Cell culture reagents were from Invitrogen (Grand Island, NY, USA) and other chemicals were from Sigma (St. Louis, MO, USA) unless otherwise indicated. Neurons were dissociated from visual cortices of 0- to 3-day-old Long Evans rats [58] then plated (3 to 4 × 104 cells/ml) on a confluent monolayer of cortical astrocyes in Neurobasal-A medium with glutamax and B27 supplement. Astrocytes were grown on coverslips coated with collagen and poly-L-lysine and maintained in Minimum Essential Medium containing glutamax, 10% fetal calf serum, glucose (0.6%), N2 and penicillin-streptomycin. At 2 to 4 DIV, cultures were treated with anti-mitotic (5'fluoro-2'-deoxy-uridine/uridine). HEK-293 cells were maintained in DMEM with 10% fetal calf serum and penicillin-streptomycin. Neurons were transfected at 5 to 7 DIV using calcium-phosphate [59, 60] or lipofectamine 2000 [58].

For growth in the absence of glia, neurons were plated directly on coverslips coated with 1 mg/ml high molecular weight poly-L-lysine. Glia were present at very low numbers in these preparations, and addition of anti-mitotic prevented their proliferation. At the time of imaging, non-neuronal cells were present at a density of approximately 3.7 × 1012 mm2, as determined by the absence of neuronal markers, such as βIII-tubulin and tau. For these experiments, images were only collected in regions that lacked non-neuronal cells.

Presynaptic terminal induction assay

HEK-293 cells were co-transfected with hemagglutinin-tagged neuroligin and actin-EGFP. HEK-293 cells were removed from their dishes using enzyme-free dissociation medium (Invitrogen) 12 to 24 h after transfection, washed in neuronal medium, then added to neuronal cultures (6 to 7 DIV) at 3 to 5 × 104 cells per 18 mm coverslip. APV (0.1 mM), CNQX (0.025 mM), TTX (0.001 mM) or N-methyl-D-aspartic acid (NMDA; 0.015 mM) were added 10 to 60 minutes later. After 24 to 48 h, cells were fixed and immunolabeled.

Immunofluorescence and confocal imaging

At 8 to 9 DIV, cells were fixed (15 minutes, 25°C) with 4% paraformaldehyde in 0.1 M PBS containing 4% sucrose, permeabilized with 0.2% Triton X-100 in PBS, and blocked with 10% horse serum or bovine serum albumin in PBS. Antibody labeling was in 3% horse serum or bovine serum albumin for at least 1 h at 25°C or overnight at 4°C. Coverslips were mounted in fluoromount (Fisher (Waltham, MA, USA)) containing 1,4-diazabicyclo(2.2.2)octane. Primary antibodies were: mouse anti-synaptophysin (Sigma), rabbit anti-synapsin (Millipore-Chemicon (Billerica, MA, USA), Synaptic Systems (Goettingen, Germany)); rabbit anti-piccolo, rabbit anti-VGlut2, guinea pig anti-tau-1 (Synaptic Systems); guinea pig anti-VGlut1, chicken anti-GFP (Chemicon); and mouse anti-PSD95 (NeuroMab (Davis, CA, USA)). Secondary antibodies were Alexa-fluor conjugates (Invitrogen).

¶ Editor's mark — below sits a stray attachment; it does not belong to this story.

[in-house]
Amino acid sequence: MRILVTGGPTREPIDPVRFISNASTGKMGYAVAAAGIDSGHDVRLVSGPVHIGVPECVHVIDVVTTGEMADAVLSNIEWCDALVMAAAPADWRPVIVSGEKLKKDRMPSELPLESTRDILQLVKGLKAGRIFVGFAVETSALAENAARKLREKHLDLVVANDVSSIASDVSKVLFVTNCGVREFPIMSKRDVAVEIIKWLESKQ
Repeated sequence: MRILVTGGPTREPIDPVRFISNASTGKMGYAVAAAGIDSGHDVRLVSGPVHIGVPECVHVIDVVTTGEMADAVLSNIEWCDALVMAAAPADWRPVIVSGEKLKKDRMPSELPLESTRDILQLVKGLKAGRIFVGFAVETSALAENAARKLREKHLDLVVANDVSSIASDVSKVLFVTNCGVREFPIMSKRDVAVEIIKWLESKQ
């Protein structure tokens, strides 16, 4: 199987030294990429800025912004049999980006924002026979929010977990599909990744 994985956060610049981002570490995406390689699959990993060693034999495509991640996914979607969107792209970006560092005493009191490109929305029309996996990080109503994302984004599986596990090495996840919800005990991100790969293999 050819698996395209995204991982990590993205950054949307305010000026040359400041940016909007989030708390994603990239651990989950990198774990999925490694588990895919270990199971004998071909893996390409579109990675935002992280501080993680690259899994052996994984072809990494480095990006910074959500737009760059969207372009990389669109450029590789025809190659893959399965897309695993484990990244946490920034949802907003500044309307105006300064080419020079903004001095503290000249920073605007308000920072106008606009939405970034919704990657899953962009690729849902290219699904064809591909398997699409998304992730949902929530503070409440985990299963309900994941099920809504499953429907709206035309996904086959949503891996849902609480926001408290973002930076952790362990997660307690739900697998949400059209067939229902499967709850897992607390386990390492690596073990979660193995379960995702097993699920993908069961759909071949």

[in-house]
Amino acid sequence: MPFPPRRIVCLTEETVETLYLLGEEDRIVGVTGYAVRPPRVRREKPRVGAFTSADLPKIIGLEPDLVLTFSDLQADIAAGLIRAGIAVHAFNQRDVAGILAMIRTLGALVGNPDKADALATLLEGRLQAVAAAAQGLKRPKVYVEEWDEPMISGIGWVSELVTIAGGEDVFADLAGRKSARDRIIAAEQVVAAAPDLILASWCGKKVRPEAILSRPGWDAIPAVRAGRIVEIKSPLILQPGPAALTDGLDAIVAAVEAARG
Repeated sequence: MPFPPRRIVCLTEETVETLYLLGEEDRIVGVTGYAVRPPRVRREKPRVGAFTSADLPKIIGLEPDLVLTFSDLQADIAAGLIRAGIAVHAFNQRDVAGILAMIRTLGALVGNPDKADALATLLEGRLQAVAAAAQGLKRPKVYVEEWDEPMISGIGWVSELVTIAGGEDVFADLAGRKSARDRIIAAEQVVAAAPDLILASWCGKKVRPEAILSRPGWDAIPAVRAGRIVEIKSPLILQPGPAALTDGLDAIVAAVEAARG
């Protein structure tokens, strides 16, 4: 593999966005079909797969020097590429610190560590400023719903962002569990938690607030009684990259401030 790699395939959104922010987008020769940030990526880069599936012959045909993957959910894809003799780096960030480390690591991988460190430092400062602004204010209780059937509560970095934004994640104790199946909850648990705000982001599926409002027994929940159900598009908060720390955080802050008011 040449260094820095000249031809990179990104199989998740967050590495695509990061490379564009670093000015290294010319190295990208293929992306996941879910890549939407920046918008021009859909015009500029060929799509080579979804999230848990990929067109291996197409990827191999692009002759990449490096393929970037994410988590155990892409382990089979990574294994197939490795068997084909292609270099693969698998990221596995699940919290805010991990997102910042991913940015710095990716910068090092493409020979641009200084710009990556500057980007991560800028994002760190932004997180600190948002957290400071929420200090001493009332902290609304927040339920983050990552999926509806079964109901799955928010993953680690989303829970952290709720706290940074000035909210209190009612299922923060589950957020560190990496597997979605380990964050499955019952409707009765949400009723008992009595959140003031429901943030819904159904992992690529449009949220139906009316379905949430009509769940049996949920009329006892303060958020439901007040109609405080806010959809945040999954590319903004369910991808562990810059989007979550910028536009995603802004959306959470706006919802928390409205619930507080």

Imaging was performed on a Nikon C1 Plus confocal system on a Nikon Ti-E inverted microscope with 488Ar, 543HeNe and 633HeNe lasers and 40 × 1.0NA and 0.95NA objectives. Excitatory neurons were chosen for analysis based on morphology and/or expression of VGlut1. Three-dimensional image stacks were collected using EasyC1 software (Nikon) with 2 × Kalman averaging and a pixel size of 80 to 110 nm and 16 bit pixel depth. Each channel was imaged separately to avoid bleed-through. Imaging parameters were optimized to maintain fluorescence within the linear range and maximize intensity resolution. Settings were kept constant for all conditions to be compared within each experiment. Although gains were generally very similar across experiments for any given antibody label, gains were set independently for each independent experiment. Overall fluorescence was measured over 3,172 to 12,688 μm2 for each field of view.